Suzanne Arlie Park Master Plan
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Survey will be open through January 15, 2020.
On Monday, December 9, staff presented the new Suzanne Arlie Park Master Plan proposal to over 100 attendees at the Eugene Public Library. You can download a pdf of the presentation on the link below.
A great deal of the planning work has been completed, including the first round of public surveys and feedback, habitat inventory and assessment, and extensive site mapping, analysis and evaluation.
Additionally, removal of invasive and dense vegetation, such as blackberry brambles and scotch broom, has significantly reduced the wildfire threat to the park. This fuels reduction work, funded by a large grant from the Bureau of Land Management, has had the added benefit of allowing access into portions of the site that were previously unreachable.
Site access is currently limited and can be a challenging hike for those not prepared. Site Map
Please be forewarned that there is a tremendous amount of poison-oak throughout the site, as well as blackberry thickets and wood ticks. Since the property boundaries are not completely marked, it is easy to trespass unintentionally. If you attempt to access the site, please stay on the legal access routes and be respectful of neighbors and surrounding private property.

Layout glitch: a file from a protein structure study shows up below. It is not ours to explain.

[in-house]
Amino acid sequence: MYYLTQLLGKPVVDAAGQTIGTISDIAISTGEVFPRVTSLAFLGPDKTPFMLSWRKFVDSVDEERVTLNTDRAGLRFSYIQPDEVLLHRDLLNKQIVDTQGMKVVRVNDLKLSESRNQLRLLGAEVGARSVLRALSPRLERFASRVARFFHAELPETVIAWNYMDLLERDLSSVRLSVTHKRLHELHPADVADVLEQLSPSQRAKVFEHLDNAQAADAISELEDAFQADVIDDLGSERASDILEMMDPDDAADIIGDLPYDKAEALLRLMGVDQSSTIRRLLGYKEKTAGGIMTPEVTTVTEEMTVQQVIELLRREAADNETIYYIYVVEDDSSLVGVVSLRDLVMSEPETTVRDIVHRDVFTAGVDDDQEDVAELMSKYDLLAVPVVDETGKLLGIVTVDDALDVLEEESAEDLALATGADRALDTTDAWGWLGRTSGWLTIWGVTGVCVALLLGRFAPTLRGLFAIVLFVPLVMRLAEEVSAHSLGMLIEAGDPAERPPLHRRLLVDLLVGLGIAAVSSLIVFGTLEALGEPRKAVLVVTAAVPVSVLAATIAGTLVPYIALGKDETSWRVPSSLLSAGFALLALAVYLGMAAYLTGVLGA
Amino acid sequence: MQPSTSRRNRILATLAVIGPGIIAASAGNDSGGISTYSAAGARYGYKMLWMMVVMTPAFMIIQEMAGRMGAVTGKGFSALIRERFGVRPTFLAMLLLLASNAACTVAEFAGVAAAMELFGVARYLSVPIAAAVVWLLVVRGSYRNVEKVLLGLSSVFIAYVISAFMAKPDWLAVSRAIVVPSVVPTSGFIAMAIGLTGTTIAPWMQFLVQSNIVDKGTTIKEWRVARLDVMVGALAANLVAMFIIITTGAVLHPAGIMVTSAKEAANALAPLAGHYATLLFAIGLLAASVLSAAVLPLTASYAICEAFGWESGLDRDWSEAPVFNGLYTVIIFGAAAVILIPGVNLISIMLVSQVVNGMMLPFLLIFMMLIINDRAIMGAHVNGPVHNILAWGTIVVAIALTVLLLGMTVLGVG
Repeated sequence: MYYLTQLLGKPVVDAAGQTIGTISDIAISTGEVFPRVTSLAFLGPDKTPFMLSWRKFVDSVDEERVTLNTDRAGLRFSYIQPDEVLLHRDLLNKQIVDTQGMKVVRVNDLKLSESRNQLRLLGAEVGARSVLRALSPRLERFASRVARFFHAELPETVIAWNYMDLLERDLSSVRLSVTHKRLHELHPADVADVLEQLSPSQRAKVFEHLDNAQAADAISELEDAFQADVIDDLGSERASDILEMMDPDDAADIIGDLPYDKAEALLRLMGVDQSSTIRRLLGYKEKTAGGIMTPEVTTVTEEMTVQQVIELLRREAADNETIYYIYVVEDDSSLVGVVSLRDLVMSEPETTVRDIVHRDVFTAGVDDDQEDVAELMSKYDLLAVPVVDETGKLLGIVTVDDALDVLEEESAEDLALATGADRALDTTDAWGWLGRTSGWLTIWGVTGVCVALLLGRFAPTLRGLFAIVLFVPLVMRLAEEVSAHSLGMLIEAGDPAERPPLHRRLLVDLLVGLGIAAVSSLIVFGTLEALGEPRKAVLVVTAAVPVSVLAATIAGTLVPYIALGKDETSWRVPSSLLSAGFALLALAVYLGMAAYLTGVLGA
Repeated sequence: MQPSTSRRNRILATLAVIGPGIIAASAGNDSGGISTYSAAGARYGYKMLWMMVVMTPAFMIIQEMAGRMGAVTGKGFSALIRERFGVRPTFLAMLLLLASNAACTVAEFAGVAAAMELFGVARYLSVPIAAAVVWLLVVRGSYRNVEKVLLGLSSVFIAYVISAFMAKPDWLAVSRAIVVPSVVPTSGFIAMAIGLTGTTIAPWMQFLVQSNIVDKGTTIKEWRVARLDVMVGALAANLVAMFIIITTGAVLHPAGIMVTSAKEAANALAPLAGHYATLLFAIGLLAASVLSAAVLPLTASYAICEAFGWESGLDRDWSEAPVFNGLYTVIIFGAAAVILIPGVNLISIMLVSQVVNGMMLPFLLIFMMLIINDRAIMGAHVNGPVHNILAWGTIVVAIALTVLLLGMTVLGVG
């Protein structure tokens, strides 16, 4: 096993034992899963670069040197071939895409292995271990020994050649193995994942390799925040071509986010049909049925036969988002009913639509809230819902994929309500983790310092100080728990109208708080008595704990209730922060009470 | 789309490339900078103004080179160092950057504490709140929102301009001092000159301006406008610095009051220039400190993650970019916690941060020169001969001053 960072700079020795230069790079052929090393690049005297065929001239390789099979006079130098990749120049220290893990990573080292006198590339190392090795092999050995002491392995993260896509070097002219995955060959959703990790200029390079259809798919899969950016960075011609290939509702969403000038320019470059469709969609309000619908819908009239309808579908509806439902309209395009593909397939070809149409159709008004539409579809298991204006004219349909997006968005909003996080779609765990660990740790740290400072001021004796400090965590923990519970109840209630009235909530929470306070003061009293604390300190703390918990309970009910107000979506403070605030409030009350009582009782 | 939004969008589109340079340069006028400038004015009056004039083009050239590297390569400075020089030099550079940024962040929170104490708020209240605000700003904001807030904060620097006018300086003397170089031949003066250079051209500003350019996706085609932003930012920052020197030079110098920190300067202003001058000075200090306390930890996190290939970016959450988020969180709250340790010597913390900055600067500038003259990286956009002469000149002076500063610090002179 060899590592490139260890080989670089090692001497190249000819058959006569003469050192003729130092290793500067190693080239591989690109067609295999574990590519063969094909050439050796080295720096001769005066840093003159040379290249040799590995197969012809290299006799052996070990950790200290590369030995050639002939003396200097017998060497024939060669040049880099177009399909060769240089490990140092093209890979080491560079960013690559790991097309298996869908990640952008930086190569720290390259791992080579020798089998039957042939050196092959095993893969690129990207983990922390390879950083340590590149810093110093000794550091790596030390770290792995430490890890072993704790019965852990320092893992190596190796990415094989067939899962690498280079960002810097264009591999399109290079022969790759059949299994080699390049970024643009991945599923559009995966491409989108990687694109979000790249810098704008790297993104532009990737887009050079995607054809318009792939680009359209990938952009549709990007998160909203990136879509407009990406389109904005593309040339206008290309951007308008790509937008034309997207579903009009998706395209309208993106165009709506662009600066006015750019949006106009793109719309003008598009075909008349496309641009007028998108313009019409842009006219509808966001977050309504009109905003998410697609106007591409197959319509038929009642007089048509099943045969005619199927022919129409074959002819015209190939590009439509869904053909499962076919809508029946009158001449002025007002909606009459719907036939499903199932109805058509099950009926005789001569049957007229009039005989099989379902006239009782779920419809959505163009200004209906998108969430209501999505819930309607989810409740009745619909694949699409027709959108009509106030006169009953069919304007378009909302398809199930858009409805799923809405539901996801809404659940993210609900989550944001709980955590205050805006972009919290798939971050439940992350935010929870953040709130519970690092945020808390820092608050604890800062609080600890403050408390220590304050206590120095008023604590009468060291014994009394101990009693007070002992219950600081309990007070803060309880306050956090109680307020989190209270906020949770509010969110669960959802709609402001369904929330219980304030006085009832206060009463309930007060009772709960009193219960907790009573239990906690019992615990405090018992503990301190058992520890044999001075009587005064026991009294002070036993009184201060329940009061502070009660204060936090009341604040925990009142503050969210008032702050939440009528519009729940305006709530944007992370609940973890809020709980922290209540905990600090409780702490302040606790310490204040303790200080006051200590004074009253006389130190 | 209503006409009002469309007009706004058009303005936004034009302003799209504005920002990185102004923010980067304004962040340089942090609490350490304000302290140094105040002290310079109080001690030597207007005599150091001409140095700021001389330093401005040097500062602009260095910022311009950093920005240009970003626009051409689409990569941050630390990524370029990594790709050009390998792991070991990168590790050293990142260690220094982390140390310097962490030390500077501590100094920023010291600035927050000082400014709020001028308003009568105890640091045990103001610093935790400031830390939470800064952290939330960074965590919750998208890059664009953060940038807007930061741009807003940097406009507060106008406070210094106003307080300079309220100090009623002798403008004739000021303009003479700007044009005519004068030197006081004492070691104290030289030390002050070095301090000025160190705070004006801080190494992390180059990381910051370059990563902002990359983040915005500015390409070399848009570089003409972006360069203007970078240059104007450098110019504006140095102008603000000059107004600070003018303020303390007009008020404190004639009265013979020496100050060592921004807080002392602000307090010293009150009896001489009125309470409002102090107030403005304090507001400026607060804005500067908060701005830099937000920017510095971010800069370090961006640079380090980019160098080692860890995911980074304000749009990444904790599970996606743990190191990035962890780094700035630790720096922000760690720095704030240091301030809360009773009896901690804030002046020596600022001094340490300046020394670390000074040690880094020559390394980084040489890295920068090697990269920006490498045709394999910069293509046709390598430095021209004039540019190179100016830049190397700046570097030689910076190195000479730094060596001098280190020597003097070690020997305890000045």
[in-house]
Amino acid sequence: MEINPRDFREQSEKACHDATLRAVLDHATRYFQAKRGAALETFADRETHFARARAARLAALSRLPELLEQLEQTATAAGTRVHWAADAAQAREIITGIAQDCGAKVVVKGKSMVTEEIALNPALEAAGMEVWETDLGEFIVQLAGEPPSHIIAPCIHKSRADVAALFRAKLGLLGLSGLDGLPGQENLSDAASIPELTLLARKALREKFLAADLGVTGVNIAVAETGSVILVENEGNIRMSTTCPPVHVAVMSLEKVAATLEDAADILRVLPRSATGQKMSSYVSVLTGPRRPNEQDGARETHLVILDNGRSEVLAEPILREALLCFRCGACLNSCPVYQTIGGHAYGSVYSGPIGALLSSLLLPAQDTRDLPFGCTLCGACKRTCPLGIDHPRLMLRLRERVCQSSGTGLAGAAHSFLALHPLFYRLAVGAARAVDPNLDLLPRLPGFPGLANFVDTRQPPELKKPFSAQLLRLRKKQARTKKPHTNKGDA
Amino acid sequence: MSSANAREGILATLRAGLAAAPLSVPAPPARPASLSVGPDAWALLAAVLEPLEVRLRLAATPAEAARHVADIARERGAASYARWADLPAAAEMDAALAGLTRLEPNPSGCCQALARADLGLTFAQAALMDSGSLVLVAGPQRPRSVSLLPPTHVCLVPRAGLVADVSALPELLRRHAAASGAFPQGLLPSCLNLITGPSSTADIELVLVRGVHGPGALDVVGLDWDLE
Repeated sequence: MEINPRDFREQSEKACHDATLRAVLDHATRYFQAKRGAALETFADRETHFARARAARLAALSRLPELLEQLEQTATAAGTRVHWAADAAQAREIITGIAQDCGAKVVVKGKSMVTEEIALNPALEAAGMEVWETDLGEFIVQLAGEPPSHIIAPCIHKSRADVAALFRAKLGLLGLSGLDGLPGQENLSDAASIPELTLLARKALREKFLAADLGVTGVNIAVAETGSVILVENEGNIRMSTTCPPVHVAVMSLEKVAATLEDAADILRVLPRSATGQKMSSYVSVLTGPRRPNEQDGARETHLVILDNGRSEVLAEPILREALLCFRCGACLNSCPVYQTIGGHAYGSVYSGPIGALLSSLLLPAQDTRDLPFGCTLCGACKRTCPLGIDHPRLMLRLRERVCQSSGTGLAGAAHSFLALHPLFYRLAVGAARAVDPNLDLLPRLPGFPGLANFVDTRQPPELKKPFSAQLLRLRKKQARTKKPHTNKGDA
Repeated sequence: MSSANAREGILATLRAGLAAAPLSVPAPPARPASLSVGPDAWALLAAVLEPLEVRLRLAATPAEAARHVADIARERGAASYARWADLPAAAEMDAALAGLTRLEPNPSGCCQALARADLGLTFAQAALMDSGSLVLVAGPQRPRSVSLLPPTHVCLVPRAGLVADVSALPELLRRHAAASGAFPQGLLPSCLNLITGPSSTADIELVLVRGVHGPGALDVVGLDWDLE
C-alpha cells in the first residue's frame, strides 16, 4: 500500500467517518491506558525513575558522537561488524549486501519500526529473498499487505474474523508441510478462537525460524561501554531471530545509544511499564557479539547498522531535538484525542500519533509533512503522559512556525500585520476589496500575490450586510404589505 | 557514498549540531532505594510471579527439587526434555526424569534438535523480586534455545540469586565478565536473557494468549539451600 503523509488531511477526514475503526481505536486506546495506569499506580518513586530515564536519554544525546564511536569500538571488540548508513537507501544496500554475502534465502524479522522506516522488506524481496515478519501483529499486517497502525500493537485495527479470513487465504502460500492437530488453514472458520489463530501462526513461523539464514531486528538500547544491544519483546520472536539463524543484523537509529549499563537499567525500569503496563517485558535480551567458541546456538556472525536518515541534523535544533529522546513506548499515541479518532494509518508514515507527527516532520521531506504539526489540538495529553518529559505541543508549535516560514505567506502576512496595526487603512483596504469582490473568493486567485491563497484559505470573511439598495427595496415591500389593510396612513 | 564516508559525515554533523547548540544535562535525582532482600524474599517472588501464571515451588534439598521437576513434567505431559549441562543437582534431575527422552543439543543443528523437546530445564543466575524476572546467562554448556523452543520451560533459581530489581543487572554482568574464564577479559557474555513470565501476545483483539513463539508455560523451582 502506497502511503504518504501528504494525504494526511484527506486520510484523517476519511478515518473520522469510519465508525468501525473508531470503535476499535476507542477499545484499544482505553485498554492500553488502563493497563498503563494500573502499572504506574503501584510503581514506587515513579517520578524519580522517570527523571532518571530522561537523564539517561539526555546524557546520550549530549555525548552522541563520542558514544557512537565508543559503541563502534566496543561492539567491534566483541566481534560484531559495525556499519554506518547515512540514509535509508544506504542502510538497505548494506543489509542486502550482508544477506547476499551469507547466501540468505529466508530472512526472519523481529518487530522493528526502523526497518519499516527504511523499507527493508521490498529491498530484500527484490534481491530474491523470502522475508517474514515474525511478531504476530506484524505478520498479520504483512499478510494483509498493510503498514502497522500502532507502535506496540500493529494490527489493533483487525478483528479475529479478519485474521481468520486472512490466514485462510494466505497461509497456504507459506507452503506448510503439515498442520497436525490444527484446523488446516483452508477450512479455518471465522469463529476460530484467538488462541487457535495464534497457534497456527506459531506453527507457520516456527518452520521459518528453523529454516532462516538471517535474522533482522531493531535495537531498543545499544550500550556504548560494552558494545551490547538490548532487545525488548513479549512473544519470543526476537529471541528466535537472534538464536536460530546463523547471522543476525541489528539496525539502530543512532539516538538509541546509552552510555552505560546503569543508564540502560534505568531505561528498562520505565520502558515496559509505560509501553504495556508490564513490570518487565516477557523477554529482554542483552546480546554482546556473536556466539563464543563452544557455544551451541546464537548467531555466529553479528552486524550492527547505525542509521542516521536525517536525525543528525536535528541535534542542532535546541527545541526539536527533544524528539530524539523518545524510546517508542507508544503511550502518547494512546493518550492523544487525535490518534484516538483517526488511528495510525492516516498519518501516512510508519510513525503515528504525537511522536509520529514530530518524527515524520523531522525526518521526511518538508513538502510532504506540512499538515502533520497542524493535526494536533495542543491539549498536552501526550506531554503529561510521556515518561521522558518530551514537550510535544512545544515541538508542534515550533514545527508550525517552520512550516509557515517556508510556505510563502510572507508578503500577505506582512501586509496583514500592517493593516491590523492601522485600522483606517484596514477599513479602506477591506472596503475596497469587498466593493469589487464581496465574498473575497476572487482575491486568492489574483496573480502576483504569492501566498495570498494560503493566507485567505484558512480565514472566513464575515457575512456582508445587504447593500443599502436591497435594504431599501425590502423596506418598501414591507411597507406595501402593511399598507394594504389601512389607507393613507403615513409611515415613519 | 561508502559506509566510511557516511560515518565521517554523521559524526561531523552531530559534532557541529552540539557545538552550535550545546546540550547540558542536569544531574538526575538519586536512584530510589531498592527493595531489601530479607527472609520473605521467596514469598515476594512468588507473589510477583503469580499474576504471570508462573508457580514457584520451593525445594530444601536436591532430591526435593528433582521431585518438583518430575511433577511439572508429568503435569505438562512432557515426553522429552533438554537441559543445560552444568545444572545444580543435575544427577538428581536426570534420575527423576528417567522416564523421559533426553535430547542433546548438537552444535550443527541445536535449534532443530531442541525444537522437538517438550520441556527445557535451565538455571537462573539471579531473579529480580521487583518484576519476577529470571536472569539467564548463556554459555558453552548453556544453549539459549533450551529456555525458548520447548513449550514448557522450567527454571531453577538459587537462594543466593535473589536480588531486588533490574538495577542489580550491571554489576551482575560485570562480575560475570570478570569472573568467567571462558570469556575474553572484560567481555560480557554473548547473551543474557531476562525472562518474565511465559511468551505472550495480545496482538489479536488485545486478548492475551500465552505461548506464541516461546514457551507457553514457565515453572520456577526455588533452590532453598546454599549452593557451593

Plan Appendices and Related Documents
- Appendix A - Historical Aerial Photo Sequence (5MB)
- Appendix B - General Land Office Historical Survey Maps (8 MB)
- Appendix C - Public Survey Results
- Appendix D - Guiding Principles for Trail Design
- Appendix E - Rivers to Ridges Oak Habitat Flyer
- Appendix F - Related Plans, Studies, and Inventories
- Public Meeting Presentation, May 2016
- Suzanne Arlie Park - Site Context Map (4MB)
About Suzanne Arlie Park
Suzanne Arlie Park is the largest park in Eugene’s park system. It consists of 515 acres in southeast Eugene, just south of Lane Community College. Purchased in two separate transactions, 200 acres in 2008 and another 315 acres in 2011, the park has made possible a key ridgeline trail connection between Mt. Baldy and I-5. Although a master plan was completed as a requirement of the purchase agreement for the initial 200 acres, the plan became outdated once the park more than doubled in size with the second acquisition.
For more information, please contact:
Philip Richardson, Landscape Architect